“Genderless, ageless, raceless, nationaless, limitless” – Rad Hourani
a gender bending fashion exhibit at the Boston Museum of Fine Arts
We recently visited the current fashion exhibit at the Museum of Fine Arts, Boston and found it incredibly educational and inspiring. Fashion is an art that can be enjoyed by anyone regardless of gender, and this exhibit demonstrates how fashion can be a form of liberating any gender constraints one person can feel through personal expression. So what is gender bending fashion?
Binary Disruption (excerpts taken from the Museums exhibit’s literature)
“Gender” and “sex” are often used interchangeably in everyday speech, but in recent decades the words have taken n district meanings. Sex describes biology and anatomy. Biology is just one of many factors that can inform a person’s definition of their gender.
What is Gender Bending?
gender-bending adj. that which defies or challenges traditional notions of gender, esp. in terms of dress or behavior (Oxford English Dictionary)
The subject of gender-bending fashion is complex. Clothing is usually constructed with a particular gender in mind, and the social discourse around fashion imbues it with gendered meaning. In the 1970s, the terms “gender bender” and “gender f*ck” were sometimes used to signal a radical, performative approach to resisting established gender conventions. Today “gender bending” has come to describe any number of ideas, practices, and modes of communications that challenge, redefine, or obliterate conventions of femininity and masculinity.
In concept and practice, “gender bending” goes back centuries in Western cultures and spans many contexts – from crossdressing characters in Shakespeare’s comedies, to the long-marching struggle for women’s rights, to the rich history of the queer art of drag, and countless points before, between, and beyond.
Gender is complex: it holds meaning for society at large, while remaining a deeply personal, individual experience. It represents the interrelation of different dimensions, including how we understand our place in the world; how we relate to our own bodies; and how we express ourselves. In recent decades, the ways society perceives gender has begun to change, thanks to the pioneering efforts of feminists, queer, intersex, and trans activists, social scientists, entertainers, and many others.
Gender operates on concepts of difference and, for most of Western history, at least, visual clues indicating male vs female are essential to that understanding.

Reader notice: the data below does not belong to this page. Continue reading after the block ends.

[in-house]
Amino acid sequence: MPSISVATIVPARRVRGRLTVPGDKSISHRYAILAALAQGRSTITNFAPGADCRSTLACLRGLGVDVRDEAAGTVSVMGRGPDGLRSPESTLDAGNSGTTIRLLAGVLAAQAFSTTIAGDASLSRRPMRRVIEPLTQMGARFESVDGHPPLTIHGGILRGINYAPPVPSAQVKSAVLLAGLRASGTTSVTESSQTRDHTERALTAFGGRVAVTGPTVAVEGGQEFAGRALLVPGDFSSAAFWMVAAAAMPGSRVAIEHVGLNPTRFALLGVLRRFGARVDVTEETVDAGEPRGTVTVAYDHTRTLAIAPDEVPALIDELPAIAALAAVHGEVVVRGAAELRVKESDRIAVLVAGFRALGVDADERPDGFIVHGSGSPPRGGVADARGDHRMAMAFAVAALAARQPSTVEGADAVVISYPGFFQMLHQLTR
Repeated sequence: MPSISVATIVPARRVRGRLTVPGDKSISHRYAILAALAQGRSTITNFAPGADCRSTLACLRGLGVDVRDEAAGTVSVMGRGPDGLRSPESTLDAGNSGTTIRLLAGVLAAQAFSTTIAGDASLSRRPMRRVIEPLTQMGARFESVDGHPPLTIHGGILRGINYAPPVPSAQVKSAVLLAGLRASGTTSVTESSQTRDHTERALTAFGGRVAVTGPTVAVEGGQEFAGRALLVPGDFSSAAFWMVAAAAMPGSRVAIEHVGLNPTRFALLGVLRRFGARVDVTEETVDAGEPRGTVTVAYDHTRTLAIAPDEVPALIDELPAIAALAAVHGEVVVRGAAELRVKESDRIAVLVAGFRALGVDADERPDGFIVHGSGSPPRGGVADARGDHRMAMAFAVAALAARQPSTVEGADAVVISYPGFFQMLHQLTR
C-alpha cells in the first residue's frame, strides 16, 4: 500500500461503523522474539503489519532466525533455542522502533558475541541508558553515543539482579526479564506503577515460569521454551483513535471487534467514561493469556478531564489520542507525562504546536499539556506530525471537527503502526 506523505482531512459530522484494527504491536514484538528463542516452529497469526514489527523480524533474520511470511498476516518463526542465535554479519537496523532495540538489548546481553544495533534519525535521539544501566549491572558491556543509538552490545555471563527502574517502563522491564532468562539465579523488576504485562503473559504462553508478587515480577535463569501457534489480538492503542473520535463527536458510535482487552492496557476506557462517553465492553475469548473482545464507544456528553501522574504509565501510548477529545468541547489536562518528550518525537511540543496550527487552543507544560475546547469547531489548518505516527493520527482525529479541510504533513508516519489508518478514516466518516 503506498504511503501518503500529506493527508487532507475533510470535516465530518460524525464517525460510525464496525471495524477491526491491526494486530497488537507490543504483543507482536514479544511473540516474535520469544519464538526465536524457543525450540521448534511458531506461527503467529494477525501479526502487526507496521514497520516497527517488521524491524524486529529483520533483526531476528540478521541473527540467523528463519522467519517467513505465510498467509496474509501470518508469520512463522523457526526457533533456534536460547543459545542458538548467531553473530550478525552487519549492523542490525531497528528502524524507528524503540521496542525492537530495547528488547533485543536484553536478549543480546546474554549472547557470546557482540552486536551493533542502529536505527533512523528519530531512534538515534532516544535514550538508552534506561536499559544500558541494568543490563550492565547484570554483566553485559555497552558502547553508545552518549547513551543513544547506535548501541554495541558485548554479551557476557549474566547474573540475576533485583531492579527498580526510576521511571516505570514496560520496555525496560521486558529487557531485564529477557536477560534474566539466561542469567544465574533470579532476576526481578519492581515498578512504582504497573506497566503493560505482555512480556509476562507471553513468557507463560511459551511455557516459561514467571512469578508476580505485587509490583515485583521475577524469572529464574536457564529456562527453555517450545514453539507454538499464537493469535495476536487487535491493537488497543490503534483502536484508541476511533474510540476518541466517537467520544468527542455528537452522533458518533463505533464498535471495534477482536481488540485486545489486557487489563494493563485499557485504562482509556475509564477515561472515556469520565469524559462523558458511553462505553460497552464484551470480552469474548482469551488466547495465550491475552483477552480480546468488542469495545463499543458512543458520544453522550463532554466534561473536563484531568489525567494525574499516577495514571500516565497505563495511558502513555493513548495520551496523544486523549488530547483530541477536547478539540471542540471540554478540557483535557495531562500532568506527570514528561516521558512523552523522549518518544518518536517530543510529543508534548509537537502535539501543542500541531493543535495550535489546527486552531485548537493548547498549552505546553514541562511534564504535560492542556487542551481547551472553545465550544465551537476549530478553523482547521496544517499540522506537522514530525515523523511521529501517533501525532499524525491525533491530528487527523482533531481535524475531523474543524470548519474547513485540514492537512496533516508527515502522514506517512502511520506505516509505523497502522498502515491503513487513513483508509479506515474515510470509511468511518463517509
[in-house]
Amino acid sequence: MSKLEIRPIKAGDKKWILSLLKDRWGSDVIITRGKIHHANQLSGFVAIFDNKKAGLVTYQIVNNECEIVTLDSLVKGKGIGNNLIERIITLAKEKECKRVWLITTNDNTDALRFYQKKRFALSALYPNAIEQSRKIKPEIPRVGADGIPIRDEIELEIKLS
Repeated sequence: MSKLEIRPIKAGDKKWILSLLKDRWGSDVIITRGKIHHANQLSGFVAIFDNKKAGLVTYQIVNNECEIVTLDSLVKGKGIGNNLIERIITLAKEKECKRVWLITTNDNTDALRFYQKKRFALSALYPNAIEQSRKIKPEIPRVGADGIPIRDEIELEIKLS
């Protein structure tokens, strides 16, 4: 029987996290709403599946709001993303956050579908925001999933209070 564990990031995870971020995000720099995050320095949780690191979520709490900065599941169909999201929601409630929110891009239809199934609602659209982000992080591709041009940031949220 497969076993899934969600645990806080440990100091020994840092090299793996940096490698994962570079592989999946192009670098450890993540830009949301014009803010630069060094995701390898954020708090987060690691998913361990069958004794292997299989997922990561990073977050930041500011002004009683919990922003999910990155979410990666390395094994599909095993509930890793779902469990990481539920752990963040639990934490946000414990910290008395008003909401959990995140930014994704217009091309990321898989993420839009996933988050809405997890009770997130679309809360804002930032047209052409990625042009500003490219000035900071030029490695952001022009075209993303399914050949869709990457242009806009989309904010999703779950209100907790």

For Millennials and Generation Z, gender fluidity is not a subcultural or alternative style, but a rethinking of the concept of gender.
In the time before social media, actors and musicians publicly experimented with gender expression, providing inspiration to contemporary and future generations of binary-blurring individuals. Gender bending public personae like Marlene Dietrich and David Bowie were open about their bisexuality and freely expressed it sartorially. From the 1970s onward, music performers in genders from jazz to punk to hip hop have disrupted normative codes of gendered fashion. The track suits, baggy jeans, Lycra, and oversized jewelry worn by male and female rap artists are still appropriated by high-end designers for both menswear and womenswear.
“It makes much more sense to just not put any particular value on gender. Be happy and be yourself. Enjoy. Perhaps [the] ‘post-gender’ term means we are bored of tagging. We are men, women, trans. We are whatever. Garments that take the best of ourselves, make us dream, and make us feel comfortable and happy today.” Palomo Spain
Contemporary designers and the wearers of their work are proposing that styles is rooted in one’s own definition of personal identity and gender expression rather than solely the pubic perception of one’s identity. While fashion always operated within a larger cultural framework, social media has encouraged personal freedom in building fashion communities and sartorial subcultures that reflect a broader gender spectrum.
Actor Tilda Swinton wrote a poem for the Viktor&Rolf 2003 show, encouraging wearers to be their own muse, to march to their own drum, and be true to themselves:
“Separate the signal from the noise…hear your own ears. Cut the strings. be yourself. Only you. Walk…Are there others watching you? Who knows? Who care…There is only one of you. Only one.”
This is exactly what we aim for at Outplay. Be yourself and be comfortable in your own skin – in what you wear and present yourself before the world.
Gender bending fashion, what does it mean to you?